5 Worst States for Insurance Producer Fines

July 2, 2017 | By Think Advisor

Some states hit insurance producers with a lot more than others, and some are more likely to impose a fine than to get a producer to pay any ill-gotten money back to the customers.

The National Association of Insurance Commissioners gives a little information about trends in producer fines in volume one of its new 2016 Insurance Department Resources Report.

The NAIC is a Kansas City, Missouri-based group for insurance departments. It creates the resources report to show how many people and how much cash each state devote to regulating insurance, and how much insurance compliance activity each state handles.

Scammers target the mighty and the lowly, especially during tax season.

The report includes a great deal of interesting information about how insurance regulation works.

California, the state with the biggest department, has an insurance department staff of 1,392 and a 2016 budget of $204 million. Its deputy and assistant commissioners earned annual salaries ranging from $61,800 to $195,696.

Two U.S. territories, American Samoa and the U.S. Virginia Islands, had no insurance regulators in 2016. The state with the smallest insurance department staff, had 26 employees and an annual budget of $3 million. Wyoming's deputy and assistant commissioners earned annual salaries ranging from $84,960 to $127,440.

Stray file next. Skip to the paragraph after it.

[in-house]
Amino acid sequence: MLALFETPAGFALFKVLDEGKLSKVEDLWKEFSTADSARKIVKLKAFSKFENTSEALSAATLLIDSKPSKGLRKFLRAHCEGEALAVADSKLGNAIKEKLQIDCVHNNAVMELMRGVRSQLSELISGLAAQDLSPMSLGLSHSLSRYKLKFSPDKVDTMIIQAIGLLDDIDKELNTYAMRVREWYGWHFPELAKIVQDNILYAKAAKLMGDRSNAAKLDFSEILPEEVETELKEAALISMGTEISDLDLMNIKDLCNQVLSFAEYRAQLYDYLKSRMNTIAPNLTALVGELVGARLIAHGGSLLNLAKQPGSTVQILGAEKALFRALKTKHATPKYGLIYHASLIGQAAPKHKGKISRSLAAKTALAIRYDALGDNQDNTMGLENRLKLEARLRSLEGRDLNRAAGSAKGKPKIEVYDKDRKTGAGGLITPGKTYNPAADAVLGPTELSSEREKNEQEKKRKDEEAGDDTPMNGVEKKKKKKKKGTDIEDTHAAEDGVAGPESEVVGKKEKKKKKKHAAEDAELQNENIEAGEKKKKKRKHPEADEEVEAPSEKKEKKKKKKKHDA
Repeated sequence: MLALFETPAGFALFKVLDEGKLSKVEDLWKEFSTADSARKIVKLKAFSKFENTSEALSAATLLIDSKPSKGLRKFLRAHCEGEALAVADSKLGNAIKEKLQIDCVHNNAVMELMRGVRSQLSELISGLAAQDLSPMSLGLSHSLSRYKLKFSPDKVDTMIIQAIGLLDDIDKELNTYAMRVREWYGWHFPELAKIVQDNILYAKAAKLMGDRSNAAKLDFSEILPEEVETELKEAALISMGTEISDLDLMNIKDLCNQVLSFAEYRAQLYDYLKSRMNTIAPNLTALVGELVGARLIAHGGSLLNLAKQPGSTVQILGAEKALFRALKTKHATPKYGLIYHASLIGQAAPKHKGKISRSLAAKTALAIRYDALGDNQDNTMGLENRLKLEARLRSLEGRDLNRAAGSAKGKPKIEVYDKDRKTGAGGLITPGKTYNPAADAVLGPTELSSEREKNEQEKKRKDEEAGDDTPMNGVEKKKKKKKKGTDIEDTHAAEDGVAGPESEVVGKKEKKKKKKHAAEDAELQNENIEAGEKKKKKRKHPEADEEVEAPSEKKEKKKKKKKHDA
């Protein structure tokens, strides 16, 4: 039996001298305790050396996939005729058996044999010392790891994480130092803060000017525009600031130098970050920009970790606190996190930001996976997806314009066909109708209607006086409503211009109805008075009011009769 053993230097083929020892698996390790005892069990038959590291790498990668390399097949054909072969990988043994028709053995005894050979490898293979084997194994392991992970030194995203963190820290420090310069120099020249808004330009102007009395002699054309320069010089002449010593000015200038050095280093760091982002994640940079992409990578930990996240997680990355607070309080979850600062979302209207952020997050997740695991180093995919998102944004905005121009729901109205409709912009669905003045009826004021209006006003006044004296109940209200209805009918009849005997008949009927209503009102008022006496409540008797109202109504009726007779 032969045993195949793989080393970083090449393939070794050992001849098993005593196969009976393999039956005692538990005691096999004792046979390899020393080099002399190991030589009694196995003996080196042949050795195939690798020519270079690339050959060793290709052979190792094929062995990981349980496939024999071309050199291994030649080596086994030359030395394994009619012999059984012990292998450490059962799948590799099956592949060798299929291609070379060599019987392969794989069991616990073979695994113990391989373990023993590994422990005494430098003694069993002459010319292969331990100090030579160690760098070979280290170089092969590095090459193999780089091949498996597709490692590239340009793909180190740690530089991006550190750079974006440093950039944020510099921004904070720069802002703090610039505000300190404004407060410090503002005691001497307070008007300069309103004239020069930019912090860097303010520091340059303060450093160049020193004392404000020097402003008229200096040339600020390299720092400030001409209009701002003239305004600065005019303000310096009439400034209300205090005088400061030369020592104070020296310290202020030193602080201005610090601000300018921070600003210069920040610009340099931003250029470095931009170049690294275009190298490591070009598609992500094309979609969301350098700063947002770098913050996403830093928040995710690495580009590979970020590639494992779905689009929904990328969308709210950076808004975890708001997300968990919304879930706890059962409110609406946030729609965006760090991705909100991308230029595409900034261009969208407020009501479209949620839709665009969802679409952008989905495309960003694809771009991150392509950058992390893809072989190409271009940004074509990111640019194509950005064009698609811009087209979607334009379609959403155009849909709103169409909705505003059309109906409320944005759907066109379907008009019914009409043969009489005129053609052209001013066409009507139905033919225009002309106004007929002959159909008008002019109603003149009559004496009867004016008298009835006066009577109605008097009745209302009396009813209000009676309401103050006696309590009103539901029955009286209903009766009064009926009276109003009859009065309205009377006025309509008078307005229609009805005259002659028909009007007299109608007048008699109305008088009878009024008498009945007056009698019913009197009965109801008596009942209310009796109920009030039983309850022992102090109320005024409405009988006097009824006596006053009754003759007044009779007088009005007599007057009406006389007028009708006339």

About half of state insurance departments expect to have a budget over $15 million in 2018, and about half expect to have 2018 budgets under $15 million.

Insurance agents and brokers might find the section on regulation of insurance producers interesting. The number of insurance producer fines in each state ranges from none to 4,671.

Here's a look at the number of insurance producer fines in each state. We also give the number of producer-related cases involving restitution. A low number of restitution cases might mean that producers in a state rarely harm customers, or that producers who do harm customers are unable to pay restitution, but it could also have something to do with how a state regulates producers.

New Mexico imposed no fines on producers in 2016

5. California

Number of licensed producers: 396,891

Number of fines in 2016: 158

Total value of fines: $1,176,666

Average amount per fine: $7,447

Number of producers who had to pay restitution to victims: 2

Number of fines in 2014: 124


4. Ohio

Number of licensed producers: 221,857

Number of fines in 2016: 207

Total value of fines: $60,550

Average amount per fine: $292

Number of producers who had to pay restitution to victims:

Number of fines in 2014: 0


3. Louisiana

Number of licensed producers: 127,141

Number of fines in 2016: 303

Total value of fines: $129,196

Average amount per fine: $426

Number of producers who had to pay restitution to victims: 0

Number of fines in 2014: 0


2. Massachusetts

Number of licensed producers: 130,514

Number of fines in 2016: 393

Total value of fines: $130,280

Average amount per fine: $331

Number of producers who had to pay restitution to victims: 39

Number of fines in 2014: 41


1. Delaware 

Number of licensed producers: 88,736

Number of fines in 2016: 4,671

Total value of fines: $1,260,850

Average amount per fine: $270

Number of producers who had to pay restitution to victims: 0

Number of fines in 2014: 5,671


In the technical notes for the producer fine table, the NAIC says Delaware has a large number of fines partly because late fees on license renewals are classified as fines.